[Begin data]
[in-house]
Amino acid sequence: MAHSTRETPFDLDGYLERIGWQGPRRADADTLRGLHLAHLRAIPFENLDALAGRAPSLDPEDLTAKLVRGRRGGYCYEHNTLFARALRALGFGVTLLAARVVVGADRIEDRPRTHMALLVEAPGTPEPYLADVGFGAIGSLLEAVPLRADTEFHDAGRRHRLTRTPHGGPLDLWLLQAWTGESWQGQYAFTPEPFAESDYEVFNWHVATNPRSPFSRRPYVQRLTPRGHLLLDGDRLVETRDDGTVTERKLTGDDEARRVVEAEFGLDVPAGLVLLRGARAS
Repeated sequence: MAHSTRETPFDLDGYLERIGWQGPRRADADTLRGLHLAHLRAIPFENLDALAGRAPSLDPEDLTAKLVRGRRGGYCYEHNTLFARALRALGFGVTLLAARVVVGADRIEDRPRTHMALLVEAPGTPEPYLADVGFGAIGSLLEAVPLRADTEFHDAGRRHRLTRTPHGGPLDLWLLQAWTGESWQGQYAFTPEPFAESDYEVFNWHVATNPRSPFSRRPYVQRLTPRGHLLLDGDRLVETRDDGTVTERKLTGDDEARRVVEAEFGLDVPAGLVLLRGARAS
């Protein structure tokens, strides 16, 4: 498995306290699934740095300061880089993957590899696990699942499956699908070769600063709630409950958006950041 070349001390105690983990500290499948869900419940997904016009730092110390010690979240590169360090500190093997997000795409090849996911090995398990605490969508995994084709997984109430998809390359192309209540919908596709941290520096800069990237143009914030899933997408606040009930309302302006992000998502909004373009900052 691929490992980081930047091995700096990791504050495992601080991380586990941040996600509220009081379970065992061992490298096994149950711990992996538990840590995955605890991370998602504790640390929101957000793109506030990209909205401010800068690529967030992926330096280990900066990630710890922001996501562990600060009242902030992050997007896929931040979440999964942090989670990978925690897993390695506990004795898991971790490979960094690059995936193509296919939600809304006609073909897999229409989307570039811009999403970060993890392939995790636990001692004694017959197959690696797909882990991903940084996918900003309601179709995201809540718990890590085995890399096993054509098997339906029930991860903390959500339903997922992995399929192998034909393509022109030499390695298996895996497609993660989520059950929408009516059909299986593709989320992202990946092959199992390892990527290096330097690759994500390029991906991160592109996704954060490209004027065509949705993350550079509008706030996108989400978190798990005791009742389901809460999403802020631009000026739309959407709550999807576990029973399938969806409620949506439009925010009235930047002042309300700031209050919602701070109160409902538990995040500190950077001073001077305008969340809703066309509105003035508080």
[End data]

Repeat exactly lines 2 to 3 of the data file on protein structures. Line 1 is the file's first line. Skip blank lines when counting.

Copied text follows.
Amino acid sequence: MAHSTRETPFDLDGYLERIGWQGPRRADADTLRGLHLAHLRAIPFENLDALAGRAPSLDPEDLTAKLVRGRRGGYCYEHNTLFARALRALGFGVTLLAARVVVGADRIEDRPRTHMALLVEAPGTPEPYLADVGFGAIGSLLEAVPLRADTEFHDAGRRHRLTRTPHGGPLDLWLLQAWTGESWQGQYAFTPEPFAESDYEVFNWHVATNPRSPFSRRPYVQRLTPRGHLLLDGDRLVETRDDGTVTERKLTGDDEARRVVEAEFGLDVPAGLVLLRGARAS
Repeated sequence: MAHSTRETPFDLDGYLERIGWQGPRRADADTLRGLHLAHLRAIPFENLDALAGRAPSLDPEDLTAKLVRGRRGGYCYEHNTLFARALRALGFGVTLLAARVVVGADRIEDRPRTHMALLVEAPGTPEPYLADVGFGAIGSLLEAVPLRADTEFHDAGRRHRLTRTPHGGPLDLWLLQAWTGESWQGQYAFTPEPFAESDYEVFNWHVATNPRSPFSRRPYVQRLTPRGHLLLDGDRLVETRDDGTVTERKLTGDDEARRVVEAEFGLDVPAGLVLLRGARAS